Signal Integrity and Interconnects : PCB design Tutorial

The Printed Circuit Board (PCB) serves a crucial role in electronic devices by facilitating electrical connections between various components. This intricate web of connections is collectively known as connectivity. However, not all interconnects are created equal; some maintain signal integrity seamlessly, while others introduce noise that can degrade signals. In the previous PCB Technologies design tutorials we explained Soldermask Layer, Silk Screen, Thermal Relief Vias and PCB surface finishes. In this tutorial, we delve into the world of signal integrity and interconnects to understand the factors that make them transparent or non-transparent.

Understanding Transparent Interconnects

1. Transparent Interconnects: When the electrical properties of interconnects do not impact signal quality, we term them as transparent. These interconnects maintain the integrity of signals without introducing noise that could affect the product's performance.

2. Design for Connectivity (DFC): Achieving transparency involves adhering to Design for Connectivity (DFC) principles. This ensures that all nodes and terminals are correctly connected, and terminals that shouldn't be electrically linked remain separate.

3. Net List: In PCB design, terminals or pins connected by wires form a net. The collection of all nets on the circuit board, along with terminal connections, constitutes the net list—a database description of the PCB.

4. Solderless Breadboard Test: A product working on a solderless breadboard with haphazard wire connections suggests transparent interconnects. If it functions in this setup, it is likely to work on a PCB without specific signal integrity considerations, as long as connectivity is maintained.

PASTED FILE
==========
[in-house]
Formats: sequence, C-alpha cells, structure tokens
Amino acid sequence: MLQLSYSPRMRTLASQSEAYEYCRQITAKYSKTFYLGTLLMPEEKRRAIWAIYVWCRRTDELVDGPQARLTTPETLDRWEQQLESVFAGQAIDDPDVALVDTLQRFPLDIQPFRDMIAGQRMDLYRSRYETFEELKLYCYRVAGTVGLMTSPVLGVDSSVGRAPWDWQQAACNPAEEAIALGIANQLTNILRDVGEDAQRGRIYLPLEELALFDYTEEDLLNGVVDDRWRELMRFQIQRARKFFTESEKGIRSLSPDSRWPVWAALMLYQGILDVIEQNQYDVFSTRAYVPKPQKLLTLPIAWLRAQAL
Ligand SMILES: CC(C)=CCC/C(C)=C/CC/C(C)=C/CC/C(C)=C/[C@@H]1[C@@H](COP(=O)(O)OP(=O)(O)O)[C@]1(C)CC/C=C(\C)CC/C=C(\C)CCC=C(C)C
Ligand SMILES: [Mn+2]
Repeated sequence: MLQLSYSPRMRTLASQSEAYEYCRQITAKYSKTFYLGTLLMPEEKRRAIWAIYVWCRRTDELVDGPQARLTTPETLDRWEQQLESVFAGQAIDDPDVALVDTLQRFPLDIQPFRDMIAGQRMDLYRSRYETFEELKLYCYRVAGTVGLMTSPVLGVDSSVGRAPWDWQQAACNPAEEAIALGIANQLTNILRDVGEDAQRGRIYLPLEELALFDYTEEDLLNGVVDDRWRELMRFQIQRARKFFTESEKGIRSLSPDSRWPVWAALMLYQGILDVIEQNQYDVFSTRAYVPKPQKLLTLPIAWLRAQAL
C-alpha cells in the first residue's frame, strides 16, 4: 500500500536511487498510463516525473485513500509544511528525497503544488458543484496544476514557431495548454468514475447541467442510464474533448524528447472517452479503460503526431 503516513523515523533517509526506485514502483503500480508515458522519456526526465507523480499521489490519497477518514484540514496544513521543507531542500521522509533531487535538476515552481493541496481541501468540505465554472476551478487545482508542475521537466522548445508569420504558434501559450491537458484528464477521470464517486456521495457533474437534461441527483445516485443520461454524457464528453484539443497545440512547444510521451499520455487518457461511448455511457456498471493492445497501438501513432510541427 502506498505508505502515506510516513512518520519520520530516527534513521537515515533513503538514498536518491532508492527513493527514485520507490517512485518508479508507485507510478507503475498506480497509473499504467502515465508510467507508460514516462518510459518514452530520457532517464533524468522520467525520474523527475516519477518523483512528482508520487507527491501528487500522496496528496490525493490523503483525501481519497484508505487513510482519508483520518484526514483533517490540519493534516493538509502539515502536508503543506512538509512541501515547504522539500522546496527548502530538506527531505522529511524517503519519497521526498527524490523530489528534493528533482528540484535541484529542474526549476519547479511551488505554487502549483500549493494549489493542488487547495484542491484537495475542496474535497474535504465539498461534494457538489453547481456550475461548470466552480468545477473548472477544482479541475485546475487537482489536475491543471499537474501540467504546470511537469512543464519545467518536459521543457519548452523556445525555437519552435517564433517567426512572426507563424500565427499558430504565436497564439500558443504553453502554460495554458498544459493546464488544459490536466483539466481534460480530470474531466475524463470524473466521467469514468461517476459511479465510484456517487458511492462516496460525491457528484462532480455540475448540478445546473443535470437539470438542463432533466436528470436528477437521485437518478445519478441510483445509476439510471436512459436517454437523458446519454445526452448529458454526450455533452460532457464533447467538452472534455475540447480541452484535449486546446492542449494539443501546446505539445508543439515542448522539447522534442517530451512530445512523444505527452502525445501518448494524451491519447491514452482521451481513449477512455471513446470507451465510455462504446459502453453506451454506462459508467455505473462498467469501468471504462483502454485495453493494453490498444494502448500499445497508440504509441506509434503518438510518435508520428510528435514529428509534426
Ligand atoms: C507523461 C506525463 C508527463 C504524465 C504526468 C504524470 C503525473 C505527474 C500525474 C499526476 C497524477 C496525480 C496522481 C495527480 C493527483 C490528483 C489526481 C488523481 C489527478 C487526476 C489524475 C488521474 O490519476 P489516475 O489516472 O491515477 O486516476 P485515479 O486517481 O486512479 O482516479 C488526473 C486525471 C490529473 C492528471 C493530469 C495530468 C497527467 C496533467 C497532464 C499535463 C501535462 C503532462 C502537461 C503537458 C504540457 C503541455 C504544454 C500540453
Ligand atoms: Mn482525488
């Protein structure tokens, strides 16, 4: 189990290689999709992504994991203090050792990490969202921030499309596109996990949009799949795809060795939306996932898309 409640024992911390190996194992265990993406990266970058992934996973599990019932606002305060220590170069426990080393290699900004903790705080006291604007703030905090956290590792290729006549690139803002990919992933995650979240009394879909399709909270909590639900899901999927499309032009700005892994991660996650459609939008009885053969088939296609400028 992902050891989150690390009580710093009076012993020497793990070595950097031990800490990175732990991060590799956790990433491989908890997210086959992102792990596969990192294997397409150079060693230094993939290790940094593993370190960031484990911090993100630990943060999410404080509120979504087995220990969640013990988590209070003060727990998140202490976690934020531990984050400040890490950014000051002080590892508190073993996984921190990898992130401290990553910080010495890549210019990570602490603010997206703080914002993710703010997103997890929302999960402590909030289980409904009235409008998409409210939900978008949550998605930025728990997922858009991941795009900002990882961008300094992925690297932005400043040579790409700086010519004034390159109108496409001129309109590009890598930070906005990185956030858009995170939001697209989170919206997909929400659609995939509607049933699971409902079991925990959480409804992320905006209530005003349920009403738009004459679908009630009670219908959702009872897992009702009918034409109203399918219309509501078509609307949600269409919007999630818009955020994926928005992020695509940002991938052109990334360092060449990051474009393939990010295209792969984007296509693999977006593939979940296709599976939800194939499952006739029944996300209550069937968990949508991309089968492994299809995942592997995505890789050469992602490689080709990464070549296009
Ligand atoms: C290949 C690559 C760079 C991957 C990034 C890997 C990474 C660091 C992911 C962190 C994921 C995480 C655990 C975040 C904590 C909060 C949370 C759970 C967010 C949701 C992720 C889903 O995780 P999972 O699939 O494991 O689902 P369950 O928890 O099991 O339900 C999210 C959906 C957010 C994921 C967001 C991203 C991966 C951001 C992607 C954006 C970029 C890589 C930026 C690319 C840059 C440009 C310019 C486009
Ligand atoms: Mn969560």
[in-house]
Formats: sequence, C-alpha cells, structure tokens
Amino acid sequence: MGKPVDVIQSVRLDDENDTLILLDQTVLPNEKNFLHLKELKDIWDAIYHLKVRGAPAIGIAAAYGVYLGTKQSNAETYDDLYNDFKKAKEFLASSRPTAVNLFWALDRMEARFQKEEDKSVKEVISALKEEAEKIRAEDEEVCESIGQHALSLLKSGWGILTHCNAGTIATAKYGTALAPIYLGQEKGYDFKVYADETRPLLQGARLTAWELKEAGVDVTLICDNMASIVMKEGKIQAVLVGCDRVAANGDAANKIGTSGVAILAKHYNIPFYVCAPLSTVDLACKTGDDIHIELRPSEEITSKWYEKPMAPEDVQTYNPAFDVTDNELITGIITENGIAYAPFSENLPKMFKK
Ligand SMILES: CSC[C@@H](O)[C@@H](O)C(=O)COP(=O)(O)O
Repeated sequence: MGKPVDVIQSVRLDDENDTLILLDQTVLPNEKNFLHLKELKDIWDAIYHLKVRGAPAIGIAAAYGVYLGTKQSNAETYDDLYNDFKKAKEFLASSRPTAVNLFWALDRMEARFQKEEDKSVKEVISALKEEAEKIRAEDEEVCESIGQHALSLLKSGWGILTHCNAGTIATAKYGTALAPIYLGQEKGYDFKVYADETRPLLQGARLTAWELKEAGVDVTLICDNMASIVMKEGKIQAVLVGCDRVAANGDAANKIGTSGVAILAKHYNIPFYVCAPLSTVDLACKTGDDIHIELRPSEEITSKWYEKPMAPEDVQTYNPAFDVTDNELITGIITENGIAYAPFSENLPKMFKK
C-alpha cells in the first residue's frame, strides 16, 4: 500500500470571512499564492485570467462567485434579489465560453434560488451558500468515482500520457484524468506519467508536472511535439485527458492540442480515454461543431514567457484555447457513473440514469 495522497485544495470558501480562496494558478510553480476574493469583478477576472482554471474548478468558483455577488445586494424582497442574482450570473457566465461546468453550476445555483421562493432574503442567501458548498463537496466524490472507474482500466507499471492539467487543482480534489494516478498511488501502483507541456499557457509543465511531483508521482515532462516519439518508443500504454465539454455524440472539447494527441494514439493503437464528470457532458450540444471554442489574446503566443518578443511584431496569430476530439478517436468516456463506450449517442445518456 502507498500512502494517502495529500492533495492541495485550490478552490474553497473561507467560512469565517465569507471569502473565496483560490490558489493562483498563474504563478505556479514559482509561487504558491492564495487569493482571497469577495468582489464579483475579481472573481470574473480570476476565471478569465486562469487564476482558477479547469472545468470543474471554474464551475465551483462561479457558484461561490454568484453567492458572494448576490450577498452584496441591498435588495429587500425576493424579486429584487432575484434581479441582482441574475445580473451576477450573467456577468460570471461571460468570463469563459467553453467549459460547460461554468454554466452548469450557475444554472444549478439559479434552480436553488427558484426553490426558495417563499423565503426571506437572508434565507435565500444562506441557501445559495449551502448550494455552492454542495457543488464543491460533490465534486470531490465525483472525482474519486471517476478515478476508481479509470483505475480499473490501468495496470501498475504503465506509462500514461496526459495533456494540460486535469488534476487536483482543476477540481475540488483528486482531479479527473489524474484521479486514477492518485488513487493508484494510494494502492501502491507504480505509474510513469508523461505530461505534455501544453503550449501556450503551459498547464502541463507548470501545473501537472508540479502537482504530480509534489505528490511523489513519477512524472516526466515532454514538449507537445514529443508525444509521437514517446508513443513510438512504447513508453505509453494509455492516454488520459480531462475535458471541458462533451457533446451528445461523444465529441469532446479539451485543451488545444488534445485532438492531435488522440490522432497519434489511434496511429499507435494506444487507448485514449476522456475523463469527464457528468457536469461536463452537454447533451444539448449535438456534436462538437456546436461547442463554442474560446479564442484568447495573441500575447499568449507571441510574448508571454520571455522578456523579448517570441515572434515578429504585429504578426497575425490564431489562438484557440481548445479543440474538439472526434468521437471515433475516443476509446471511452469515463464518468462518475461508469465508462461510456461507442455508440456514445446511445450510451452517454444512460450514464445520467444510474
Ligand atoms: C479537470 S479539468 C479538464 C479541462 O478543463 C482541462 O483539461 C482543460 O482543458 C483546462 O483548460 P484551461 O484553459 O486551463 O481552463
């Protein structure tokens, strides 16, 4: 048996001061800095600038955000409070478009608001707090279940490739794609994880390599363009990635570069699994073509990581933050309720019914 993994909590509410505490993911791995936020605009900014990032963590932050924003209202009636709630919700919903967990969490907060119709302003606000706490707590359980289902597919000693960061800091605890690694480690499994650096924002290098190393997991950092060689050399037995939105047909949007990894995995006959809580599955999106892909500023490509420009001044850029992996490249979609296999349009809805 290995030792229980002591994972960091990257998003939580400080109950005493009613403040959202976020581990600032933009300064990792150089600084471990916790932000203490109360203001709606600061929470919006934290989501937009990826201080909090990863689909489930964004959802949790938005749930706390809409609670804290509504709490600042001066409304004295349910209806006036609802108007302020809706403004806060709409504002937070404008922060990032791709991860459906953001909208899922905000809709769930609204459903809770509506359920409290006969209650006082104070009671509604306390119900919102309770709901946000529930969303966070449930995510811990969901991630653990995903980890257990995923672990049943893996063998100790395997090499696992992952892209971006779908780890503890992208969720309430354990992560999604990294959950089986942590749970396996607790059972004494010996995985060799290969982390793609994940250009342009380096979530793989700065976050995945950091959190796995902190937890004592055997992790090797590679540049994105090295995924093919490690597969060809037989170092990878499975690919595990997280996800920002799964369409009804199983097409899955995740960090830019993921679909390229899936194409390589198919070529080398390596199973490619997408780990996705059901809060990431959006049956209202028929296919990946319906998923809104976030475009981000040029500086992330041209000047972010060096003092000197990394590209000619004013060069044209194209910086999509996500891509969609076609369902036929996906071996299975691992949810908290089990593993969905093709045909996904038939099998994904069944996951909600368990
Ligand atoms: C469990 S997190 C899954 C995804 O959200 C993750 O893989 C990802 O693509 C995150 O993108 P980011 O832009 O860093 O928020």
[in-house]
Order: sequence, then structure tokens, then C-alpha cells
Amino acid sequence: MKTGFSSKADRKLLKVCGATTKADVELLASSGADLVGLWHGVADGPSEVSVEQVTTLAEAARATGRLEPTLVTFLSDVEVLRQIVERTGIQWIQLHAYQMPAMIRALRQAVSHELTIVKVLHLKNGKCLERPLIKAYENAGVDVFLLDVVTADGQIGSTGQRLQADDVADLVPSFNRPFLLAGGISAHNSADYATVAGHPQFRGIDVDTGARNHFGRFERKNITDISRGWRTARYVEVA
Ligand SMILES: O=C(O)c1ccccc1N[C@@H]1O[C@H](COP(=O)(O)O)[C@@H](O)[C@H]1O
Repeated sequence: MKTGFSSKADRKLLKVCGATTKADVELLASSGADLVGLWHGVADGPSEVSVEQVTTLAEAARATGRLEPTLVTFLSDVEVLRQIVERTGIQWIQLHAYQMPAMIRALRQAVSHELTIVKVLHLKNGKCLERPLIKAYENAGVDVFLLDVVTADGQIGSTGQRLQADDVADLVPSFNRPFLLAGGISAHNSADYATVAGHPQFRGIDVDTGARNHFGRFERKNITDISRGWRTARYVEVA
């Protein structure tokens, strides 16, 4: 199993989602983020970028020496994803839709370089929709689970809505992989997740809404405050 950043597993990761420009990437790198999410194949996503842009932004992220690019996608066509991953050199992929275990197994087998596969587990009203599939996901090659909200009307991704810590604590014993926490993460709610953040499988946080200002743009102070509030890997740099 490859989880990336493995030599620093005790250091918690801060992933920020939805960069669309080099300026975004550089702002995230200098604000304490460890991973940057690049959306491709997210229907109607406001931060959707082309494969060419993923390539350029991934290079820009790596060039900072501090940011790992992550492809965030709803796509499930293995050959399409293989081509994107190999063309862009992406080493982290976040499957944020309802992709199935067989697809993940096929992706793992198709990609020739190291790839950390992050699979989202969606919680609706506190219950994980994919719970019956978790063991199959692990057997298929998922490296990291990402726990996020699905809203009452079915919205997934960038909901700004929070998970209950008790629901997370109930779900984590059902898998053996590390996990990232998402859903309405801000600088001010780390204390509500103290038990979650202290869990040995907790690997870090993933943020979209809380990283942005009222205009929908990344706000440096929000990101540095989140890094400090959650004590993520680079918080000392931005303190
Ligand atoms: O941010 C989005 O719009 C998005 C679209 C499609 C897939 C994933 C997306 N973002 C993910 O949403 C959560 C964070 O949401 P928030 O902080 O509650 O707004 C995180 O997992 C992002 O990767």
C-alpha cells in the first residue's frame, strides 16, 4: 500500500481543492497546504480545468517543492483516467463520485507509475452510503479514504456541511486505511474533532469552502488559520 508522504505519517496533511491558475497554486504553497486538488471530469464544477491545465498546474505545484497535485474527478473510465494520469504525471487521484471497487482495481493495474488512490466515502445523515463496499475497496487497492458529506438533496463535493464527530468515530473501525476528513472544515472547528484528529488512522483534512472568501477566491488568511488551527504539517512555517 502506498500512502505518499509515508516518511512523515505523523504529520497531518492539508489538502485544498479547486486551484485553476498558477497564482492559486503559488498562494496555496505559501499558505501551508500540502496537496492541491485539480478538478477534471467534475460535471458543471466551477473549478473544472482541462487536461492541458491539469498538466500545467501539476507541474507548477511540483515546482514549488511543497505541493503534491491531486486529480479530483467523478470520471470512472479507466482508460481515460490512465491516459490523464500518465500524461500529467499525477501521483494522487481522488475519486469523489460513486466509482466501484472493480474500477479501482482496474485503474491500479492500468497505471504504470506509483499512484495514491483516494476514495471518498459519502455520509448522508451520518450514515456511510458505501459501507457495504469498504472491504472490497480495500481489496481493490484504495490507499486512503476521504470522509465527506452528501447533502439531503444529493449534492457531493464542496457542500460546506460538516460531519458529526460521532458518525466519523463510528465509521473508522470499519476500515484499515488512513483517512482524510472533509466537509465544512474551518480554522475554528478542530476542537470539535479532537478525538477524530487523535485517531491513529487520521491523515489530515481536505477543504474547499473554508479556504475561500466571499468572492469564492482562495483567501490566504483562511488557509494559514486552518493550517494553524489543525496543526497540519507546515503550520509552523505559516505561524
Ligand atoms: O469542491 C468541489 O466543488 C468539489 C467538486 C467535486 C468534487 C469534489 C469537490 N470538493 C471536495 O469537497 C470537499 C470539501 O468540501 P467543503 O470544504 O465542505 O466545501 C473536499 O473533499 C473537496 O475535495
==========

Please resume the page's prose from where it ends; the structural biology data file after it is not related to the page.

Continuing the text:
5. Example of Transparent Interconnects:

In cases where interconnects are transparent, the layout of wires and part placement may introduce noise, but it remains within acceptable levels that won't impact the product. See example below.

Transparent Interconnects

Factors Influencing Signal Integrity

1. Rise Time and Noise: Many electrical noise issues scale inversely with the rise time of the signal and linearly with the length of the interconnects. Shorter rise times result in more noise, while longer interconnects contribute to increased noise levels.

2. Sources of Noise: Noise in interconnects often stems from factors like dI/dt or dV/dt, with loop inductance and capacitance between signal interconnects being critical contributors.

3. Transparent Interconnects' Appearance: Interconnects may appear transparent based on the rise time of signals and the lengths used in a product. However, this transparency can change with different rise times, making shorter interconnects generally more transparent.

4. Practical Example:

A practical example illustrates how the length of interconnects can impact noise. In this case, a transistor switching a current creates a voltage drop, with shorter interconnects resulting in a smaller noise dip compared to longer interconnects.


5. Rise Time Considerations: Interconnects that were transparent with one rise time might not be as transparent with a shorter rise time. At a fixed rise time, shorter interconnects tend to exhibit greater transparency.

In conclusion, achieving signal integrity in PCB design involves understanding the transparency of interconnects. Designing with connectivity in mind and considering factors like rise time and interconnect length are essential for minimizing noise and ensuring optimal product performance. As we navigate the intricacies of PCB design, embracing these principles will contribute to the creation of robust and reliable electronic devices.

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